"COVID shut down refineries for months and months — some didn't come back online until this summer," DeHaan said.
The biggest question mark for gas prices is Russia's war in Ukraine, as well as the outcome of China's reopening as its COVID-19 cases increase. Changes in either area could dramatically reduce global oil supplies, which would likely drive up fuel prices.
"The EU continues to sanction Russia, and Russia has promised to respond to price caps. Ten months into this, there's still a level of stability even though that's not the ideal outcome," DeHaan said. "To lose [Russia's] output would be a big hit to the global economy at the time it's still recovering from COVID."
How safe is you job?
While the Fed has made weakening the job market a key pillar of its inflation-fighting strategy, the hit to employment this time around is likely to steer clear of the worst-case scenarios.
"Laying off people is a pretty dramatic move in light of the labor shortages we've been dealing with," said Vanguard's Greig. "There may be other cost measures that companies think about. Meaning, maybe they slow hiring rather than laying people off, maybe year-end compensation this year was more tepid than typical years."
Most economists expect the nation's unemployment rate to top out at between 5% and 6% — equivalent to another 3.5 million Americans losing their jobs. The pain will likely be concentrated in a few industries, including the interest-rate-sensitive housing sector and technology, which has seen large-scale layoffs.
Industries where hiring has exceeded the pre-pandemic trend, including retail, professional and business services, manufacturing, and transportation and warehousing, are also in danger of cutbacks, Deutsche Bank predicted. On the other hand, the still-understaffed areas of local government, health care and leisure and hospitality are collectively short 4 million workers, meaning they could continue to drive employment growth as hiring elsewhere slows.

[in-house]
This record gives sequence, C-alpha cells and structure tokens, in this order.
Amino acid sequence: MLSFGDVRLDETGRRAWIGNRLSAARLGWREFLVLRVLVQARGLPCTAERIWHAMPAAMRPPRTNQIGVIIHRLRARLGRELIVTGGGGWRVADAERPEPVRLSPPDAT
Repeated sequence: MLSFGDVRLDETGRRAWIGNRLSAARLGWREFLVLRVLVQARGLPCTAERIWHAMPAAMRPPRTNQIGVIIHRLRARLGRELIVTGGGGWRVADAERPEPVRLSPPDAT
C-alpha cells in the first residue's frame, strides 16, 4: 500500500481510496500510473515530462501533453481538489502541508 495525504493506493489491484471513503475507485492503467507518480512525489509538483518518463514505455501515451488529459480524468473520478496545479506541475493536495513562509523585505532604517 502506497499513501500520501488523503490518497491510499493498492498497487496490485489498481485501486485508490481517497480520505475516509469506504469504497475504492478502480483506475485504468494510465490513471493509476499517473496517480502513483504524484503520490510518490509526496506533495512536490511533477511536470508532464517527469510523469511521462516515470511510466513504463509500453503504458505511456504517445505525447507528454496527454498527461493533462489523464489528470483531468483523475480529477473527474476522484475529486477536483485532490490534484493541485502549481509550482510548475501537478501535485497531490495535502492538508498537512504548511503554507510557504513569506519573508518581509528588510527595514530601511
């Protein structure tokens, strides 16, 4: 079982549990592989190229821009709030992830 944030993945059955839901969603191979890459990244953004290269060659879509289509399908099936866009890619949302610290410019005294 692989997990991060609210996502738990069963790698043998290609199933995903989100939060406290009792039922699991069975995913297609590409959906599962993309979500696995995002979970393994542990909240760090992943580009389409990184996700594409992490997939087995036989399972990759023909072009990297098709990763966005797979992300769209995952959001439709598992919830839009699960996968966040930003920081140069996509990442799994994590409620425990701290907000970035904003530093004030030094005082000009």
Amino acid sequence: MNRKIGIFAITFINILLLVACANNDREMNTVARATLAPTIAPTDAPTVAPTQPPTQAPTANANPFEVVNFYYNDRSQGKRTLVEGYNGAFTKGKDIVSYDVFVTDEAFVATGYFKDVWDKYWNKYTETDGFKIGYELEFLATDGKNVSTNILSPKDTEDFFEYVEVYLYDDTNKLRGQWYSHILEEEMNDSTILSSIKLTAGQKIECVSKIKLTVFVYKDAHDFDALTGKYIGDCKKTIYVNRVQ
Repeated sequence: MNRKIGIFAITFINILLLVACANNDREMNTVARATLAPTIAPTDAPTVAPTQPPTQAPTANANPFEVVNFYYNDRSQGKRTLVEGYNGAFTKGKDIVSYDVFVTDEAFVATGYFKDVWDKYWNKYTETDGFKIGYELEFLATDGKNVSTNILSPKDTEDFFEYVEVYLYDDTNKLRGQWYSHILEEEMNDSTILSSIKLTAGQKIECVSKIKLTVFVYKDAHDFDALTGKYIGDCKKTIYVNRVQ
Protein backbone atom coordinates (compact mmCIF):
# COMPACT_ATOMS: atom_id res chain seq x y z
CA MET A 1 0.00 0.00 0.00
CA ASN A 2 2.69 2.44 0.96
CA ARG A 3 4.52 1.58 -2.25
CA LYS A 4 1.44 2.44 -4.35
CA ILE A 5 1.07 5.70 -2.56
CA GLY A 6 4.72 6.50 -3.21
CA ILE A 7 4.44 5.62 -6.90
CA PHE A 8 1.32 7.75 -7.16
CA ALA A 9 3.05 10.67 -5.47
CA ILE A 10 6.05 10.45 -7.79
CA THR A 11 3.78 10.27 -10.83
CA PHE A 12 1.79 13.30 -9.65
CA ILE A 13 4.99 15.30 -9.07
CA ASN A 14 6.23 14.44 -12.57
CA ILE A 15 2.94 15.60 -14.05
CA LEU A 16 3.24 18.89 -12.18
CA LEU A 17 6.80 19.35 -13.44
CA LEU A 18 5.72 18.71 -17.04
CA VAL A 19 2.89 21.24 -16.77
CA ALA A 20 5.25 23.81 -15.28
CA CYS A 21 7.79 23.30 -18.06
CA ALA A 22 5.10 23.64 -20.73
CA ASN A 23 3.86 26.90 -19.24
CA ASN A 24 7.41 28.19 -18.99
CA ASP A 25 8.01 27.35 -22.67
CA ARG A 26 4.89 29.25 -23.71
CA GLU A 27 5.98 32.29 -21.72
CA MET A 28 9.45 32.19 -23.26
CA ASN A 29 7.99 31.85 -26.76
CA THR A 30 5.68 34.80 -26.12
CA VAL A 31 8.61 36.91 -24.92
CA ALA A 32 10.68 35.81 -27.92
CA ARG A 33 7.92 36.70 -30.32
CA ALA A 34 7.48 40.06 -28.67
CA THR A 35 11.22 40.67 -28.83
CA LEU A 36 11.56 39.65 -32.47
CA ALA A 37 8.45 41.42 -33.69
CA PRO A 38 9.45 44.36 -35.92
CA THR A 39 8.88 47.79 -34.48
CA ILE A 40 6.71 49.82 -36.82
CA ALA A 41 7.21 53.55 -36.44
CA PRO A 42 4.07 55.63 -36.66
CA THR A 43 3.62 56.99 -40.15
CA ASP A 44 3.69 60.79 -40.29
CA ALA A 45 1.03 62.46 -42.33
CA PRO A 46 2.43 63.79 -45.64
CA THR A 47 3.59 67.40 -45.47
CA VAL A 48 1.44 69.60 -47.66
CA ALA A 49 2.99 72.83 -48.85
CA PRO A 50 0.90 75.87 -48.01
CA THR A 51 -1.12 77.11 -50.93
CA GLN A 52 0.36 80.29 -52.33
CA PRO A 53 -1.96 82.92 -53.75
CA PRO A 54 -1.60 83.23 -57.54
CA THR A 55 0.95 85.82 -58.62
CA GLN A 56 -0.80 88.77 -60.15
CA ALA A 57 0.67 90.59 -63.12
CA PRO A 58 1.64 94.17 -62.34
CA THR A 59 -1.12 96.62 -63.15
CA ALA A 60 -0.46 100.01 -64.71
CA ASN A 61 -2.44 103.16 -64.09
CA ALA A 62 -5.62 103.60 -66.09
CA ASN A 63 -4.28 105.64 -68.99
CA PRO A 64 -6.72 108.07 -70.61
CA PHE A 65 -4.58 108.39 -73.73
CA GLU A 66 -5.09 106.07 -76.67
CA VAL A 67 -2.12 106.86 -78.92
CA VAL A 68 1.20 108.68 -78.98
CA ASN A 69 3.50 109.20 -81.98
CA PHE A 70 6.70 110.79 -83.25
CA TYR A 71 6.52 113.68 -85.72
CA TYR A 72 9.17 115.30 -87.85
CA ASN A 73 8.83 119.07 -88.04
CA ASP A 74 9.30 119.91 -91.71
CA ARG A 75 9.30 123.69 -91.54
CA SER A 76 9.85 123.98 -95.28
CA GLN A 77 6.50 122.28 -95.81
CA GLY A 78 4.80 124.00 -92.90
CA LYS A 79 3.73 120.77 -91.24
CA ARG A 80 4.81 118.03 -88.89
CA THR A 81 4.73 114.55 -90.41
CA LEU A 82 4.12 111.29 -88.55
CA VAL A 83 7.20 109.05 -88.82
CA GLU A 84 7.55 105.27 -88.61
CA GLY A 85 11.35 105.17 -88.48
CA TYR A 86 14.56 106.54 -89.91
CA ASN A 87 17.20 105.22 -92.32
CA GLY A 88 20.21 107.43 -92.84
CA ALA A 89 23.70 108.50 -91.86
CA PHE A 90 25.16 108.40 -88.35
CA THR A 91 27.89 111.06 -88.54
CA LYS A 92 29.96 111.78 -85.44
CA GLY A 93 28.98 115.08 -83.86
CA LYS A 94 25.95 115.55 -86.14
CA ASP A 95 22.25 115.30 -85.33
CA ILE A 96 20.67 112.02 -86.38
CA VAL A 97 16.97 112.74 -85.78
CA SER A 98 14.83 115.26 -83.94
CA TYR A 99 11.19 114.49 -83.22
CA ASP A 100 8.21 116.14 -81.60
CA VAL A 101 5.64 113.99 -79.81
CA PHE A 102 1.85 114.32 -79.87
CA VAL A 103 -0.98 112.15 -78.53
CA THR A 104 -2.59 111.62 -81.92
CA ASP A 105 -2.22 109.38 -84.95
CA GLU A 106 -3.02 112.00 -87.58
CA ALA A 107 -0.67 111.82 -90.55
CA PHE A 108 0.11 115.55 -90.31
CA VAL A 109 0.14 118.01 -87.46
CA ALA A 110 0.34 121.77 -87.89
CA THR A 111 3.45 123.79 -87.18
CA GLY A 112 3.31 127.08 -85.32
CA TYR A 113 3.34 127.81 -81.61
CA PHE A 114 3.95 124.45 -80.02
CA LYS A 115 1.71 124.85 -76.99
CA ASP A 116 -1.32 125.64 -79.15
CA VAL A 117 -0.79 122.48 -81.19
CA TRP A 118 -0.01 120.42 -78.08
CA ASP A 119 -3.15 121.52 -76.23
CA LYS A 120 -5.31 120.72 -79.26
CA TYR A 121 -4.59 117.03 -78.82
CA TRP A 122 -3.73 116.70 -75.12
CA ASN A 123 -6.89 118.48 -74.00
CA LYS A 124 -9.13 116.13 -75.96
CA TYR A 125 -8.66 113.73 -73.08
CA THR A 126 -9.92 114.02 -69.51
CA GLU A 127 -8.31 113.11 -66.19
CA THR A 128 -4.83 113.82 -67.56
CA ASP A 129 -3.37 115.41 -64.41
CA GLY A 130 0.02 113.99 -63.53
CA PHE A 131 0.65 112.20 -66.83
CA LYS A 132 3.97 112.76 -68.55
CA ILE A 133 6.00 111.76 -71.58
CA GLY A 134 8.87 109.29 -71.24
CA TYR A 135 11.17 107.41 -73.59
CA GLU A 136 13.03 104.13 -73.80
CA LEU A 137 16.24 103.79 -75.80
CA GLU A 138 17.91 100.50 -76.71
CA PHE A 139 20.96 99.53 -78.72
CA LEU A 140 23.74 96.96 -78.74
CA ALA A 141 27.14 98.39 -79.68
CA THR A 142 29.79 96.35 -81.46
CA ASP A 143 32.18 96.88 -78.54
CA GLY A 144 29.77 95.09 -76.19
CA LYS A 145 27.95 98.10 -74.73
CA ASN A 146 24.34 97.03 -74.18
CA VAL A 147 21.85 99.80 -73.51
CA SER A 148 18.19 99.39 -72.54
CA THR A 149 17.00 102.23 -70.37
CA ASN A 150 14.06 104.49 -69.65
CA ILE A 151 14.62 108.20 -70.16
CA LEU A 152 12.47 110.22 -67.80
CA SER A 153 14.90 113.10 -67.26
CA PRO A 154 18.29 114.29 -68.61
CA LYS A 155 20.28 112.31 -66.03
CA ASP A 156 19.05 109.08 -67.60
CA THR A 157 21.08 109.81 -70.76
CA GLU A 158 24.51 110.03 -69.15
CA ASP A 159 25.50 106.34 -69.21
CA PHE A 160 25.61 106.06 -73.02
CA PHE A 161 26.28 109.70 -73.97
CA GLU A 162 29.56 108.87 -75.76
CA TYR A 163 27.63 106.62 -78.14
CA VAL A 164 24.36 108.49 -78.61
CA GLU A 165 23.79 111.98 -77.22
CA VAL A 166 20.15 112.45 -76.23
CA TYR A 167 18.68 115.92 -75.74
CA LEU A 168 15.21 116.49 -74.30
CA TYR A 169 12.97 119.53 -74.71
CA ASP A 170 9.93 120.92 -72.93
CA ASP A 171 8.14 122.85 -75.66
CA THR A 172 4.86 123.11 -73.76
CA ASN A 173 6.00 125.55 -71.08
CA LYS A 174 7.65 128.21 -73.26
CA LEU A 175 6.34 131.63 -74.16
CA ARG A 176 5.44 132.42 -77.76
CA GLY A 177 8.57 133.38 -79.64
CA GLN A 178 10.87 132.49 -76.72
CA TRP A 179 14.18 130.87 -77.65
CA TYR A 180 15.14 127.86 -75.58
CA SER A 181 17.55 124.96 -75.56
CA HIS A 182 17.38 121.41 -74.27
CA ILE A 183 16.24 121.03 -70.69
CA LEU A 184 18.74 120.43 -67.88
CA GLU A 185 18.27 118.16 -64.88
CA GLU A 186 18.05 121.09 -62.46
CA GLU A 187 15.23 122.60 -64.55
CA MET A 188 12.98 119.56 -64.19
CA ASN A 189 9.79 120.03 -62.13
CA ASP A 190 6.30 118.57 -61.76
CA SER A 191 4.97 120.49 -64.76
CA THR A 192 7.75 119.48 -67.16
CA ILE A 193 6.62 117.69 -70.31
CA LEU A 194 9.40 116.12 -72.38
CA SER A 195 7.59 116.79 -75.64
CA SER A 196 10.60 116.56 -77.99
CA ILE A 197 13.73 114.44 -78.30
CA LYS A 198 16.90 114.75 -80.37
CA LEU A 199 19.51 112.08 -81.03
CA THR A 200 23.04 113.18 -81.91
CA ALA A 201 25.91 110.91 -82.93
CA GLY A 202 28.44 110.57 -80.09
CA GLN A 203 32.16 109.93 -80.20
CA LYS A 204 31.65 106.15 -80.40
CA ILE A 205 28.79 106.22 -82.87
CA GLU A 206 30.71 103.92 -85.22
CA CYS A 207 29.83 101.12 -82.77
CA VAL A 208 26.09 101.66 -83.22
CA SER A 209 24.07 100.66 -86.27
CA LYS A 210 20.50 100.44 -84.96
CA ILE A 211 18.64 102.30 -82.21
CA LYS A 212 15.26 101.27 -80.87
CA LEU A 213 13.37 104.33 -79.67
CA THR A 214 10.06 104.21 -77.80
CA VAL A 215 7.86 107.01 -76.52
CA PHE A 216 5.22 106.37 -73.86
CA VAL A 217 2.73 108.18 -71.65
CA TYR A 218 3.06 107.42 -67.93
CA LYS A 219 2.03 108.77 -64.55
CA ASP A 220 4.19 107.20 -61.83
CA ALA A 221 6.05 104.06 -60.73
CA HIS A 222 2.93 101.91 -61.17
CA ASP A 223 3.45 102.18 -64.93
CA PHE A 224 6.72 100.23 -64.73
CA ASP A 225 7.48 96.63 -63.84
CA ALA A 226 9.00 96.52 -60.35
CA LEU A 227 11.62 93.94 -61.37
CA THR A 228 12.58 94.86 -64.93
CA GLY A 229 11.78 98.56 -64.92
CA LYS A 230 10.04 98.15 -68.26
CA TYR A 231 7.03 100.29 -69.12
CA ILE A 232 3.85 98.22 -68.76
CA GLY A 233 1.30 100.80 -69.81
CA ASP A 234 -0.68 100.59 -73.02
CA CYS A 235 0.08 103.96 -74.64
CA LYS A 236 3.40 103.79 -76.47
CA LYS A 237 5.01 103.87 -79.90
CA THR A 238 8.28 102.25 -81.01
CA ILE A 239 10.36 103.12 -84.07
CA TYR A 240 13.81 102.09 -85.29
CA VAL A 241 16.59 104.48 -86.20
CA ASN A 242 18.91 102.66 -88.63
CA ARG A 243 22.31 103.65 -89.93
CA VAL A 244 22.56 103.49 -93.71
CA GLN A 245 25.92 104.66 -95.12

Will you get a raise?
Worker wages have trailed the rate of inflation for more than a year, and employees are eager to catch up.
The signs on this front are mixed. Some government data shows that worker raises, which accelerated in the first half of 2022, have slowed. But people's expectations for higher pay haven't, with the amount of money Americans say they need to switch jobs recently hitting a record high.
And there's one method of getting a raise to stay ahead of inflation: switching jobs. Wages for job-switchers are growing by over 8% per year, exceeding the rise in consumer prices, according to the Federal Reserve Bank of Atlanta.
"There are many jobs if one wants to be employed. That's a good thing for the American worker," said Greig.
When will the stock market recover?
The S&P 500 lost nearly 20% of its value in 2022 and wiped out trillions in Americans' wealth. But a similar plunge is unlikely this year, Wall Street analysts said.
In the past 70 years, there have been only three instances in which the S&P 500 ended a year in the red and then went on to fall the following year: in 1973, 2000, and 2001, according to investment firm LPL Financial.
"Through many economic downturns, recessions and geopolitical crises over many decades, the stock market has always recovered. Those patient and courageous investors who were able to take advantage of those declines have usually been rewarded nicely," LPL analysts said in a research note.
The big question for investors is when. Most believe that when the Fed signals an end to interest-rate hikes, stock will rally. But that may not happen until the end of the year, or even until 2024. In the meantime, financial pros point out that low stock prices often present a good buying opportunity.
"Keep a long-term perspective — don't worry too much about asset prices being low," Greig said. "Markets are volatile and that's why a diversified approach, and simply staying the course, tends to perform pretty well."

This data comes from MediaIntel.Asia's Media Intelligence and Media Monitoring Platform.



Original URL: Click here to visit original article